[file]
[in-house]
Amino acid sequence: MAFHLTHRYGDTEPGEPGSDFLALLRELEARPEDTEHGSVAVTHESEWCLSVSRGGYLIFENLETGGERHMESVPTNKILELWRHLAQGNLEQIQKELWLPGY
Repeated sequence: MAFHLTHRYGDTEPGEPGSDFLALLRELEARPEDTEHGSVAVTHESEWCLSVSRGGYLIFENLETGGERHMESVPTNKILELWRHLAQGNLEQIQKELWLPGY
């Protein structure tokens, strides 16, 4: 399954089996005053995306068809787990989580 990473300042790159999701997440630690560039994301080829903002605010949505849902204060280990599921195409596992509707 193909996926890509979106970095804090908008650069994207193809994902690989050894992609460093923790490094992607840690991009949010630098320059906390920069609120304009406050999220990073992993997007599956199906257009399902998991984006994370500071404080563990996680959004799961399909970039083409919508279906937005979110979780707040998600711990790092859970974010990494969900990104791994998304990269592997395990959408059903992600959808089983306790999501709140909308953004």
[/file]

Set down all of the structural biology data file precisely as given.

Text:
[in-house]
Amino acid sequence: MAFHLTHRYGDTEPGEPGSDFLALLRELEARPEDTEHGSVAVTHESEWCLSVSRGGYLIFENLETGGERHMESVPTNKILELWRHLAQGNLEQIQKELWLPGY
Repeated sequence: MAFHLTHRYGDTEPGEPGSDFLALLRELEARPEDTEHGSVAVTHESEWCLSVSRGGYLIFENLETGGERHMESVPTNKILELWRHLAQGNLEQIQKELWLPGY
């Protein structure tokens, strides 16, 4: 399954089996005053995306068809787990989580 990473300042790159999701997440630690560039994301080829903002605010949505849902204060280990599921195409596992509707 193909996926890509979106970095804090908008650069994207193809994902690989050894992609460093923790490094992607840690991009949010630098320059906390920069609120304009406050999220990073992993997007599956199906257009399902998991984006994370500071404080563990996680959004799961399909970039083409919508279906937005979110979780707040998600711990790092859970974010990494969900990104791994998304990269592997395990959408059903992600959808089983306790999501709140909308953004």